When Cat faces her fears and bares it all for the class, she realizes that she’s posing naked in front the most gorgeous, buffest guy she’s ever seen in her life. He asks her out after the class, and after one steamy night together, Cat’s absolutely smitten.
Nate’s pretty close to perfect – he takes Cat rock climbing when he discovers that it makes her feel strong and becomes a great chef after he learns that the perfect pesto sauce makes her swoon. Cat starts to feel like her old self again – confident and beautiful – as long as Nate’s around. Even when he discourages her from entering the Real Woman Project, a design competition for plus-sized apparel, she reasons that he’s just trying to prevent old body image wounds from splitting wide open again.
But when Cat goes home with Nate for Thanksgiving, she discovers something shocking from his recent past that proves that he hasn’t always been so encouraging of women of all shapes and sizes. Cat has no idea what to think, but she does know one thing – this might destroy their relationship before it’s even had a chance to get off the ground.
Before Cat can figure out whether the real Nate is the sensitive, adoring guy she fell in love with, or an undercover asshole, she’ll have to finally feel comfortable in her own skin – even if it means leaving him forever.
(This book contains sex and adult language.)
I don’t think there is a woman alive that is completely satisfied with their body. Cat Mitchell is no exception. After severely fracturing a bone in her leg due to a freak horseback riding accident, Cat finds herself with a closet full of clothes which are way too small and 60 extra pounds on her once slender frame. Exercising like she used to is out of the question due to the metal rod in her leg. Over time, Cat begins to feel depressed about her current figure. Coming back to college after 10 months of rehabbing her leg didn’t help things one bit. The boy she’d been seeing before her accident dumps her like a bad habit only adding to her self-hatred.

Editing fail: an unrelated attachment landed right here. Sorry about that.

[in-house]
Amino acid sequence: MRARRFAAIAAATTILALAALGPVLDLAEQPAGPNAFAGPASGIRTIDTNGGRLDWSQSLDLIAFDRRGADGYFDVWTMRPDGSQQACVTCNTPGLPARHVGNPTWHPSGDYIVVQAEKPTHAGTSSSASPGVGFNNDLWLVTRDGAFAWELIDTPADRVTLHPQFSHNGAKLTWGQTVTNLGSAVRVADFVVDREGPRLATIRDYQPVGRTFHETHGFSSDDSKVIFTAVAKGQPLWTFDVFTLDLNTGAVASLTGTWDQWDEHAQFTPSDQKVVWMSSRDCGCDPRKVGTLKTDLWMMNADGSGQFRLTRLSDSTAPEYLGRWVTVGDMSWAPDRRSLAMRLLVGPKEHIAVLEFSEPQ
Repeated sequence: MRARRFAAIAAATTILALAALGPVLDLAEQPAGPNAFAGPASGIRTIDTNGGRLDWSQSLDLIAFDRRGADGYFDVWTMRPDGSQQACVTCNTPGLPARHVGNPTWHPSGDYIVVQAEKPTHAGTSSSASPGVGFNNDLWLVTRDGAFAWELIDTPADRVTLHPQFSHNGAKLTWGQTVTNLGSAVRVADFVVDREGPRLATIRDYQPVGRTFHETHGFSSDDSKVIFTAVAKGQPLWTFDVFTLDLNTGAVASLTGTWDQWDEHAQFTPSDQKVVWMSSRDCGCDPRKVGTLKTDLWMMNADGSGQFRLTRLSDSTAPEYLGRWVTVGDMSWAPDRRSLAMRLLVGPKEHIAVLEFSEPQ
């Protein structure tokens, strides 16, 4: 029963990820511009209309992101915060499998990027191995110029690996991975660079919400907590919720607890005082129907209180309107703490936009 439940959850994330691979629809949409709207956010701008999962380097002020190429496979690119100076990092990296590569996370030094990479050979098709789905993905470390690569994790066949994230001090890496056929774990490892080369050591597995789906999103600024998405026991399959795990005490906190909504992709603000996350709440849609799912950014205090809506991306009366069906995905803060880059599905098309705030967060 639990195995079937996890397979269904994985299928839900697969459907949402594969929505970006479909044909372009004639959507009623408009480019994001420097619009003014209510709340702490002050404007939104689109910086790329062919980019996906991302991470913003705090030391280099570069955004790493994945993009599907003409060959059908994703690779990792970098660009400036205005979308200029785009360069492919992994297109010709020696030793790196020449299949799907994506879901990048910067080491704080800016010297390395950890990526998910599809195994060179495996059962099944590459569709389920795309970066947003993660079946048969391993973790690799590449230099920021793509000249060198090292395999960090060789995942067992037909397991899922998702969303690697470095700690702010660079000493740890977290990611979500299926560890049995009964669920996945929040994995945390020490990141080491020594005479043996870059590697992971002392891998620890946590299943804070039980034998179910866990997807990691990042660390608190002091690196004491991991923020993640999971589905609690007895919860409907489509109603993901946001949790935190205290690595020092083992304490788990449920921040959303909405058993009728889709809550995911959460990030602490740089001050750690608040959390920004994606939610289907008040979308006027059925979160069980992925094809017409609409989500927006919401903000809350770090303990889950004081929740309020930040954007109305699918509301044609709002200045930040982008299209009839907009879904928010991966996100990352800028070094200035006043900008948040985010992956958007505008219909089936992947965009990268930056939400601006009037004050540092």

Cat decides to seek counseling to deal with body image issues. Her counselor encourages her to model, but not in the way Cat had imagined. She wants her to pose naked for an art class at a nearby University. At first she’s resistant to the idea. What woman would want to show off her goodies to entire classroom of student when she’s having such issues with her body?
Nathanial West is majoring in architecture. He just so happens to be in the art class Cat is posing for in all her naked glory. After class Nate goes out on a limb and asks Cat on a date. The two hit it off and begin spending time together. Nate’s kind words begin to sooth Cat’s discomfort about her body and soon she begins to feel much better about herself.
When Nate brings Cat home for Thanksgiving, she uncovers some information that leads her to question everything she knows about the man she’s been falling for. Will Cat be able to see her true beauty without Nate there to remind her of it?
Picture Perfect was refreshingly honest. Cat’s journey was particularly difficult. She spent so much time wrapped up in her looks that when she gained 60 pounds it was almost as though the world ended. News flash: it didn’t… She was still the same Cat on the inside. Still the same strong, brave girl she always was. There were times during the novel that I wanted to grab her by both shoulders and shake her! She was so focused on the thoughts of others that she made it almost impossible for her to accept herself.
I love Nate’s character. He had been through his fair share in relation to his own body image and was still able to reach out to Cat. Now that I think of it, his inner demons probably made him even more sympathetic to Cat’s struggle.
This is a sweet, refreshing novel that encourages women to love themselves the way they are. You may have a few extra pounds on your frame, some scars you’d like to hide or feet that you feel are two sizes too big. The truth is, you’re beautiful just the way you are! That’s what made this book for me. It reminded me to see the beauty in everyone. To look past the outward appearance and, as corny as it sounds, see through to the heart.